In these new funding models, the school (or a third party) holds the risk. This means that schools have skin in the game—and a big incentive to make sure that they support students through the program, provide a relevant curriculum, and enable students to be successful in the job search process. Adopting these models could help traditional schools attract new students, but more importantly, it could help align their business models to allow them to compete on outcomes.

3) Workforce alignment can power the business model of higher education

Traditionally, the trajectory of competition in higher education has been defined by prestige. Schools have climbed the rankings by producing more research, taking in more financial resources, and by attracting increasingly elite students and professors—but none of these connects directly to improving student outcomes.

Disruptive entrants are playing a different game: they are laser-focused on workforce outcomes. This leads them to involve industry practitioners in program and curriculum design, to partner with employers on experiential learning opportunities, and to facilitate student’s job searches. These players aren’t competing based on how exclusive they can be. Instead, they are competing to create value for students and employers. Traditional colleges can embrace this strategy as well, by building partnerships with employers that influence curriculum design, project-based learning opportunities, and recruiting pathways.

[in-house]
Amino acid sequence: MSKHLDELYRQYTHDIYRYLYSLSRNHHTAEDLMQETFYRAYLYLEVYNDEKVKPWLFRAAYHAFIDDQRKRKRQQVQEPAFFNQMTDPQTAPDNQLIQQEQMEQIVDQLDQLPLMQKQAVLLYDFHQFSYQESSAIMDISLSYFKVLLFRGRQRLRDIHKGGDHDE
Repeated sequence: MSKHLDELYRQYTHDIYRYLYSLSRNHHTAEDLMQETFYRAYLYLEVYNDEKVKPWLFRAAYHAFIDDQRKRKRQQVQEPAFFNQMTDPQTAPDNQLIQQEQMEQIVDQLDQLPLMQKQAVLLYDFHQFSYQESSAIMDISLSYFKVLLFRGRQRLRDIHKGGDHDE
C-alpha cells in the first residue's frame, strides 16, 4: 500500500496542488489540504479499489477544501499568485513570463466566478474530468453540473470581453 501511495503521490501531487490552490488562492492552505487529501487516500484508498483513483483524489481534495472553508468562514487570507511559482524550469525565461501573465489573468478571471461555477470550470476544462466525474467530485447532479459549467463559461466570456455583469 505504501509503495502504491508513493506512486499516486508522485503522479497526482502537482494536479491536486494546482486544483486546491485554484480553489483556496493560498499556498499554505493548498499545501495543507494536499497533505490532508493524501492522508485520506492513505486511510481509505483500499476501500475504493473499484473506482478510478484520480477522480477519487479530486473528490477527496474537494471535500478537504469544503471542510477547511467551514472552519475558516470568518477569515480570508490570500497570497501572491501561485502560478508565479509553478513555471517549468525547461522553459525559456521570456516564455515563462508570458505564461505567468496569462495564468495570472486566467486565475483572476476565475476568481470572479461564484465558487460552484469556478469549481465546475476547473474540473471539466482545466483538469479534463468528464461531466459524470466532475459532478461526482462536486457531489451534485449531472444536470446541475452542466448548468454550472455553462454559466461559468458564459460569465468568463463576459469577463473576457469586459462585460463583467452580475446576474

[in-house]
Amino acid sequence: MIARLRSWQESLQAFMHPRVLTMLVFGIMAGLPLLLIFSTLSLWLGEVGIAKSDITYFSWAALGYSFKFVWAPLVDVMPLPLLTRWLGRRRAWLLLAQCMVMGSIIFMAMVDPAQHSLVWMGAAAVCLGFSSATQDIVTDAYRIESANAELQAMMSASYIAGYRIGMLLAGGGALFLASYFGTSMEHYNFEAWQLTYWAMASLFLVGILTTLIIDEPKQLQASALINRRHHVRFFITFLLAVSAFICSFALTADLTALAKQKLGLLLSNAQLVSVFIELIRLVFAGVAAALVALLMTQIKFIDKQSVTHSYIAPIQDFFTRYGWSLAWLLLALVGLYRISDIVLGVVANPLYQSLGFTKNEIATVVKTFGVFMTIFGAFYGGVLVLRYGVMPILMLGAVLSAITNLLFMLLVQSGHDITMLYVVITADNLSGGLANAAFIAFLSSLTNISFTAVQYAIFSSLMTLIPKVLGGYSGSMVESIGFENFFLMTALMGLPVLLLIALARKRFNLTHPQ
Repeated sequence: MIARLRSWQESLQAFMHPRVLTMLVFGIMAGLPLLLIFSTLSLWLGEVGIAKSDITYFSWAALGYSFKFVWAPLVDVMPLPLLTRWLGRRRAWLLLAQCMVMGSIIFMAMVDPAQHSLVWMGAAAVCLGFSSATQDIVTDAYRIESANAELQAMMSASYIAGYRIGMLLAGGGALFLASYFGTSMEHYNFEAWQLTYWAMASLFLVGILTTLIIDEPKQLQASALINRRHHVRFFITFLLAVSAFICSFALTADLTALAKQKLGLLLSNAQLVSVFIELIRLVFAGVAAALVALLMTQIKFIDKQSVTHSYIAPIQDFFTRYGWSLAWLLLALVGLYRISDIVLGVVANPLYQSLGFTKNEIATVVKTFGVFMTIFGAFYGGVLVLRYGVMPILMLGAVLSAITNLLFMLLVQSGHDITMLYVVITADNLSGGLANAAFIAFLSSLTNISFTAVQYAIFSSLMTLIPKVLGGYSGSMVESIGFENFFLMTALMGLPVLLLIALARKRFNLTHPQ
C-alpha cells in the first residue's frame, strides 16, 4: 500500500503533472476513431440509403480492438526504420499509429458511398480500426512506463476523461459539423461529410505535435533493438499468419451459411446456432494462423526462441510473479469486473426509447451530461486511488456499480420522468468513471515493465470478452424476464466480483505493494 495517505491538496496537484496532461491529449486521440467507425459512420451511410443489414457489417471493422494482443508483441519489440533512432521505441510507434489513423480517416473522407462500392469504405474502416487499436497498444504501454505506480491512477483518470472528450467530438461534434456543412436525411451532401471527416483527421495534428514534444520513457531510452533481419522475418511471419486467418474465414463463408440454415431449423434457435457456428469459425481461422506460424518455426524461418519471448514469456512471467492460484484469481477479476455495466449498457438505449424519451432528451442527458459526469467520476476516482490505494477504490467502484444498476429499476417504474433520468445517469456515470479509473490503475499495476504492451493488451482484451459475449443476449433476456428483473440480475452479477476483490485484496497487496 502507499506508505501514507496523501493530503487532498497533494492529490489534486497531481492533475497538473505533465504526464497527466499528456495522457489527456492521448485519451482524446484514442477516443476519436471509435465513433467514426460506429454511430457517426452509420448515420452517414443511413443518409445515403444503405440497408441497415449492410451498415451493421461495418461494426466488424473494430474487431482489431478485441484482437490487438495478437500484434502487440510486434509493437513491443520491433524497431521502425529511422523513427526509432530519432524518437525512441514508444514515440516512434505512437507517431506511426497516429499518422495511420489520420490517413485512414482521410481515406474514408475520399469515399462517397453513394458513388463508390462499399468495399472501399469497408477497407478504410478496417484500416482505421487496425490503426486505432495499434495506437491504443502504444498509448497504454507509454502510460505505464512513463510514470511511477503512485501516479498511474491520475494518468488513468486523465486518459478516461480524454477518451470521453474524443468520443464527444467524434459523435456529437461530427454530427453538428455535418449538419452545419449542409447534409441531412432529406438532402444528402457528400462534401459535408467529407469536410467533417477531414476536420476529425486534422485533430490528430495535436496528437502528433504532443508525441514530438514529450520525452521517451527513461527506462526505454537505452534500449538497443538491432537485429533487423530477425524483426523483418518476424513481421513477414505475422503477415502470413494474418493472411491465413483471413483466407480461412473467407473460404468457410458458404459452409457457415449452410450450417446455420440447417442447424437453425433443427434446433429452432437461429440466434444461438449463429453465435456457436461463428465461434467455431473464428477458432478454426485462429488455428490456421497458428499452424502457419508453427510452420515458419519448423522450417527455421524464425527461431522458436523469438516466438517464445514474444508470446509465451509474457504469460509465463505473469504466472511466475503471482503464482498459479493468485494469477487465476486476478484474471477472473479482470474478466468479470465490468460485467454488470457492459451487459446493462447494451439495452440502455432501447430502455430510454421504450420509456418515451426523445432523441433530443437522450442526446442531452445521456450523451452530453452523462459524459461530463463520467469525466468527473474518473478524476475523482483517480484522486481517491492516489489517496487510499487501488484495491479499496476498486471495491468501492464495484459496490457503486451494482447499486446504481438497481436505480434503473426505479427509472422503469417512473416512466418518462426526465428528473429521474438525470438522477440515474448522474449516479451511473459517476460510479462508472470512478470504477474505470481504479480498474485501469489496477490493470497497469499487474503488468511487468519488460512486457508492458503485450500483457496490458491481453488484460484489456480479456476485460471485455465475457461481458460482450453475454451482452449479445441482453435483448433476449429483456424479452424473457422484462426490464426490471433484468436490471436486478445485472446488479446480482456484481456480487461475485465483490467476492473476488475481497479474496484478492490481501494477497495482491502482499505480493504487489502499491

4) The market for unbundled learning experiences could be massive

Traditional college is perhaps one of the most highly bundled products in the world. Lasting four (or more years), it not only includes a dramatic range of academic experiences, but also residential living, meals, social and extracurricular experiences, healthcare, and the opportunity to play ultimate frisbee.

But some learners are overserved by all of this, particularly working adults who need to upskill or reskill. These students are hoping for a bite-sized, unbundled learning experience to help them make career progress in the context of a turbulent economy. A plethora of microcredentialers, bootcamps, and online course providers are stepping into this market.

Traditional higher education could too—but it will require a new business model. This market doesn’t just require a different curricular offering, it also requires new product development, new sales channels, and new customer support. Only a handful of traditional schools are stepping into the market so far.

Alana leads the Institute’s higher education research and works to find solutions for a more affordable system that better serves both students and employers. In this role, Alana analyzes disruptive forces changing the higher education landscape.